In a move that typifies how indirect legislation can achieve what direct legislation may not, the House Appropriations Committee has advanced a bill that would allow for cannabis ads to be broadcast on local television and radio.  In the FY23 Financial Services and General Government spending legislation, the Committee included a provision that would bar the FCC from using any of the funds made available in the Appropriations Act to penalize  or deny a license to a television or radio station that broadcast advertisements for cannabis businesses if cannabis can legally be sold in the “community” where the station is licensed.

In other words, the bill would not permit cannabis ads on local outlets.  But it would stop the FCC from imposing penalties if local stations put those ads on air.  Which is likely why, while there was some objection to the provision, the final bill passed the committee on a simple voice vote.

So, why do we care?  If it passes, a portion of the Act (Section 512 to be precise) would put broadcast stations – which are regulated by the FCC – on the same footing as cable outlets – which are not.  This could be significant, not only because cannabis advertising spend would likely increase substantially over the current projection of over $18 billion this year, but the advertising audience would be expanded to the 25% of viewers who still watch their local stations, and the 82.5% of adults who listen to radio.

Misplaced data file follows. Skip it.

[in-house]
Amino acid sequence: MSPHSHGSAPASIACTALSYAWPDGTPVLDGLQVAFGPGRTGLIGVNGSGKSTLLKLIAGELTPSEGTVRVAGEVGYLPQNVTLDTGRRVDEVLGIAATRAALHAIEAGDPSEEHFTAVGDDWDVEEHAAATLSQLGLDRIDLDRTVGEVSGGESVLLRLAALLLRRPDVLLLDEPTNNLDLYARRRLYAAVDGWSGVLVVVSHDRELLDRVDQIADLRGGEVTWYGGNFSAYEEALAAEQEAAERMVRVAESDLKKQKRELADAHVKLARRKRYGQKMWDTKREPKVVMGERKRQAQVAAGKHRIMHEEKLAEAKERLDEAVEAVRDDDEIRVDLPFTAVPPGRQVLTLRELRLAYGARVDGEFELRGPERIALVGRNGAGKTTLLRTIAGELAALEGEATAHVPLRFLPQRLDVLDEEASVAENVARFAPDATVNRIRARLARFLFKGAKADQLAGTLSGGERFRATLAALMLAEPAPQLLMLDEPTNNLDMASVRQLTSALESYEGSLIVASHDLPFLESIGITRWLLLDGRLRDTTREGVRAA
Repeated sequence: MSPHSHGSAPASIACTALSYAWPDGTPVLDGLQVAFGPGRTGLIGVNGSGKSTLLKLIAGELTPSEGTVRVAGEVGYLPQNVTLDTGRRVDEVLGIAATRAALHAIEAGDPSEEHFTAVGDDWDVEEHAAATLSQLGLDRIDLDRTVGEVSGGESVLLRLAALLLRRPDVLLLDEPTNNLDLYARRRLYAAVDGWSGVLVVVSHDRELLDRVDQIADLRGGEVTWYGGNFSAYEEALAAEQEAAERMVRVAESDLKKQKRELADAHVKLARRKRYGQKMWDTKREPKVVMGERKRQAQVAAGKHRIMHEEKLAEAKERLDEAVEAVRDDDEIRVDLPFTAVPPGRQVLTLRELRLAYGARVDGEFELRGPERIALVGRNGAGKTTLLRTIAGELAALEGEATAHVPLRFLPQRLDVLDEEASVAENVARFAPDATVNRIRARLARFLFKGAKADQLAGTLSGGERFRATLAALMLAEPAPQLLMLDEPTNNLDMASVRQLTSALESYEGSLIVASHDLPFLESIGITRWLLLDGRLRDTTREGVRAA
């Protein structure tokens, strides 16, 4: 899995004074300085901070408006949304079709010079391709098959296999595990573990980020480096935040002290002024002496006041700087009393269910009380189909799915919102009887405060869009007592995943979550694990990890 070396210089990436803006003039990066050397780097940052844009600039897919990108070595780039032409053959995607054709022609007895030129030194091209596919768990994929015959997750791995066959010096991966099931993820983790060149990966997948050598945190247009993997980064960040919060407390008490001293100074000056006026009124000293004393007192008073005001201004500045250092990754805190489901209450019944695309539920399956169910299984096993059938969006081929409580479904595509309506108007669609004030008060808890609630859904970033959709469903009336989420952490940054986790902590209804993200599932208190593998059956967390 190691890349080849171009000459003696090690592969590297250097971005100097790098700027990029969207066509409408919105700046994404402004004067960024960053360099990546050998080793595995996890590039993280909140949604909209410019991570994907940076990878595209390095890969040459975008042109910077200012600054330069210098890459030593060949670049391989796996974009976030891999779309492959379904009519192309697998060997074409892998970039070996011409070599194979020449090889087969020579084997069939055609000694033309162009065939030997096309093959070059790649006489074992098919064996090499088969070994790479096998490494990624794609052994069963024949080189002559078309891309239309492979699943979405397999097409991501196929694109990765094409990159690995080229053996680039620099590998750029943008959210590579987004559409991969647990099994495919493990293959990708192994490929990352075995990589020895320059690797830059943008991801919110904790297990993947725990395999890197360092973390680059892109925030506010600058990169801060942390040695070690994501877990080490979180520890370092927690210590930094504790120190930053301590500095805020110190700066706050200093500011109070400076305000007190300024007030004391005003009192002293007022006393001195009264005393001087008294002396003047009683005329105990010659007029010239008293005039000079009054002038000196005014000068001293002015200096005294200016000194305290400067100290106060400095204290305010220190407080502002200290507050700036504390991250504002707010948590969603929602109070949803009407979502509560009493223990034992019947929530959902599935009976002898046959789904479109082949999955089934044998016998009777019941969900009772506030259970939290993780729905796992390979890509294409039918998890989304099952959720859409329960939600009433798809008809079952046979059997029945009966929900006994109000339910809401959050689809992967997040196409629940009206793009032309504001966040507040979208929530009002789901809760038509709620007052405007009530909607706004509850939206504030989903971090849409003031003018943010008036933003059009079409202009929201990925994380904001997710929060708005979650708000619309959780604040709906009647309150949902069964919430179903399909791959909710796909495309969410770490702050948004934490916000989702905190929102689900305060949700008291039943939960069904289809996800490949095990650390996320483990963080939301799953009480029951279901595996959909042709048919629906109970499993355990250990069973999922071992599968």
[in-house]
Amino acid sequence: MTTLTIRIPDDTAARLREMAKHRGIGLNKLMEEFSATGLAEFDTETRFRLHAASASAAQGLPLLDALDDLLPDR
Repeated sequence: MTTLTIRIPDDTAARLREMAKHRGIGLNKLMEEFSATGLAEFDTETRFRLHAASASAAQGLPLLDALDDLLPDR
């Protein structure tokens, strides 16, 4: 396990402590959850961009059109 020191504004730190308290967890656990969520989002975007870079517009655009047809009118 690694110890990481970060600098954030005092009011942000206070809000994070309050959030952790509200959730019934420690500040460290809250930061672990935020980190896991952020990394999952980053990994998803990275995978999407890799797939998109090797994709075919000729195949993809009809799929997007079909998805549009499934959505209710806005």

Ah, like all good things, more opportunities to advertise comes with more legal hurdles to trip over.  Weed advertisements face the same scrutiny as all advertising:  they must be truthful, substantiated, and not misleading.  So before rushing out to film a new ad to be aired on late night television, cannabis businesses will need to make sure that their ads pass muster under all of the laws and regulations that apply to any advertisement.   As well as competitors looking for any reason to make a claim that an advertisement is improper.

And, because this is in an appropriations bill, even if passed it would only prohibit FCC enforcement from October 1, 2022 through September 30, 2023.  Which would mean the push for local cannabis advertising would become an annual event unless and until there is federal legislation directly addressing the issue.

Of course, all of this depends on whether Section 512 survives the trip through the House and Senate unscathed, a questionable proposition in this day and age.  If it does, then we could see a slew of new puns on weed, pot, and grass, as well as a pile of residuals for all those “Mary Jane” songs.